Quote:

    Michelle Obama is not our first black First Lady; Jacqueline Kennedy Onassis was.

    Jackie O, perhaps America’s most emulated and admired First Lady, descended from a family known as the van Salee’s, who were described as “mulatto” in the 17th century. This family traced its lineage in part to a Dutch mariner named Jan Jensen, who turned Turk (what some Europeans called “going native”), which was more popular than common history reveals.

    It is widely believed Jensen fathered two children, Anthony and Abraham van Salee, by a Moorish concubine. Following a dispute with his white wife, Anthony van Salee was exiled to territory across the river, where he became Brooklyn’s first settler. Until a few decades ago, this property adjoining Coney Island was called Turk’s Island after Anthony van Salle — the term “Turk,” in his day being synonymous with Moor (North African). A descendant, John van Salee De Grasse, born in 1825, was the first black American formally educated as a doctor.

    When Jackie Kennedy was asked about her van Salee roots during the height of the Civil Rights Movement, she called her ancestors “Jewish.” Of course, her socialite father, born in 1891, was nicknamed “Black Jack” Bouvier for his swarthy complexion. In the 1960s, journalists described the First Lady’s features as “French,” earning her the cover page of countless magazines, including film and fan publications. Not only Kennedy Onassis, but well-borns Humphrey Bogart and Gloria Vanderbilt (and thus Anderson Cooper), are van Salee descendants.

  • @ Robin D.

    That can be makyo and kensho speaking. In the Vedic tradition, motivated by tamas and sattwa. Whether or not one is unwittingly burdened with baggage.

    It can be whatever you want it to be.

    Look, if you want to carry all the Vedic, buddhist, kabbalist, christian, any other scriptures you choose, around with you, in your head, online, on paper, if that’s your thing, fine.

    I speak to you from where I am. I have done all that stuff, read it, worked through it. It is no longer of any interest to me. People waste lifetimes on it. We don’t have lifetimes spare to waste. At least, I don’t.

    Every method is a way to purification: a way to unload one’s baggage – the trash that has been swept under the rug. Some of this trash can be exceedingly subtle, escaping one’s delusion what is deemed to be the closest scrutiny. But in spite of its subtlety it can be a veritable mountain that goes unrecognised. That is why some traditions warn of makyo: a state in which one does not recognise that baggage and mistakenly thinks that it has been unloaded in its entirety.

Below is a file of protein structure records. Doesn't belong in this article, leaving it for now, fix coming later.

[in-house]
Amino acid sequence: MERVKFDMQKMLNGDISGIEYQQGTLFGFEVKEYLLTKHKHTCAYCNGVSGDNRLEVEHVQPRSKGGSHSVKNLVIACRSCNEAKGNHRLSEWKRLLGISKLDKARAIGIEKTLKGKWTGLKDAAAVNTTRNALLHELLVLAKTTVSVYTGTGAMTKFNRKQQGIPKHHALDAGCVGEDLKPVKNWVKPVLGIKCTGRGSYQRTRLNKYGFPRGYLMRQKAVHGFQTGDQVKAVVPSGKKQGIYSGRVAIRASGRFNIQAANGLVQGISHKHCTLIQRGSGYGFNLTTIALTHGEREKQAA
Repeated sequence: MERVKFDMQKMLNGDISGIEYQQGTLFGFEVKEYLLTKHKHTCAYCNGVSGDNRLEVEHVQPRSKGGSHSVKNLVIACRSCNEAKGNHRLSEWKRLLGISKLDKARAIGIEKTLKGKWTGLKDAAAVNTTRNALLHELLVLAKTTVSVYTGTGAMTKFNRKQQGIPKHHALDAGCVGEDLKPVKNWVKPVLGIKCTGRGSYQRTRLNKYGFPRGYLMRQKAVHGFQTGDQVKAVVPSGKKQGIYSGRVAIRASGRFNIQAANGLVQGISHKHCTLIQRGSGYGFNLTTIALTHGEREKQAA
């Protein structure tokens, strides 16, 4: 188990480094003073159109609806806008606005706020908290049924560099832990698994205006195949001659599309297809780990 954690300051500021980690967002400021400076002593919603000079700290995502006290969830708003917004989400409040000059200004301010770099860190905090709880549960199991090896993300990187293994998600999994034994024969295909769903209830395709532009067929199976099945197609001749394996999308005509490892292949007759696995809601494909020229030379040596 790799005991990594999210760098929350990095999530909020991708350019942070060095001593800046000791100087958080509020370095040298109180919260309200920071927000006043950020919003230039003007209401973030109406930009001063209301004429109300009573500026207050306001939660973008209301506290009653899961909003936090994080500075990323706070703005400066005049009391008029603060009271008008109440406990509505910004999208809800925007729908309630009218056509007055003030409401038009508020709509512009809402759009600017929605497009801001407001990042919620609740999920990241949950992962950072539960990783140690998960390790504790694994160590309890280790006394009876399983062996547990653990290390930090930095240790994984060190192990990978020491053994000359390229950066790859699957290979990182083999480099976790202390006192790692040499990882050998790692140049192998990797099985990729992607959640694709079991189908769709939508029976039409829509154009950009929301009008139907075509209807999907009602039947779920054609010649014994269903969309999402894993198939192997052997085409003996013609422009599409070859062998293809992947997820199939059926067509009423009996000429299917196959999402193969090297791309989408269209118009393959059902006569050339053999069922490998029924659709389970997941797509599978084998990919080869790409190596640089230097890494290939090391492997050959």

Yes, yes, but I am not a hindu, I am not a classical buddhist, zen added taoism, what you are talking about above is wiping the mirror clean of dust, the ch’an school topped that long ago, with Hui Neng, no dust, no mirror, and then it moved on to Japan, a thousand years ago, and nothing has stood still, much has been learned, and now comes NTE, what use is 2,500 years of buddhas handing down the dharma, or in India, or China, you could add on a few more thousand years…. what good ?

    We have Tom asking “What’s the fucking point ?”

    That’s the big question that everyone on the planet asks, has been asking, since year dot. With the prospect of NTE, it kinda gets more intense.

    The answer we get handed, by soceity, by culture, by family, friends, our peers, is ‘Here you go, mate, this is your belief system, everything packaged neat and tidy, and then you die. This is what it all means. Life on Earth. The manual’.

    I have my answer. I sweated blood and tears, fasted for weeks, took all the trips, explored all the avenues and dirty back alleys, made all the mistakes. I’m not the least bit interested in Enlightenment or being anybody’s guru. I’m not here to match anyone’s expectations or likes or dislikes. None of it matters to me in the slightest.

    Everyone is locked in to their belief systems. My belief system, soto zen, is a way a living without any belief system, that liberates a person from all that stuff, without becoming completely insane. Okay, it helps to be moderately insane, just to be able to put up with all the crap and still be able to laugh at it… like you have to be insane to be a shaman, otherwise you wouldn’t know how to cure crazy people.

    What I have is the very best thing it is possible to have. I don’t expect anyone to believe me, and I don’t care at all whether they do or they don’t. It really makes no difference.

  • @wildwoman

    I’m struck by how most of the “preppers” are only looking out for #1. Compare that mindset to this interview with former astronauts (sorry, I don’t know how to make a link at the moment, will have to figure that out soon, but here is the address)

    @BC Nurse Prof “If you’re in trouble, or hurt or in need – go to the poor people. They’re the only ones that’ll help – the only ones.”

    ― John Steinbeck, The Grapes of Wrath

    That is absolutely correct. People with money throw money at their problems. Poor people by necessity have to figure out how to solve most problems themselves. Also, many won’t expect anything in return, having “been there”.

  • @ulvfugl
    “All that” was about finding a comic version of what Daniel referred to when he said, “Some will attempt to magnify the slimmest shred of evidence as proof in justifying some insane extrapolated theory.”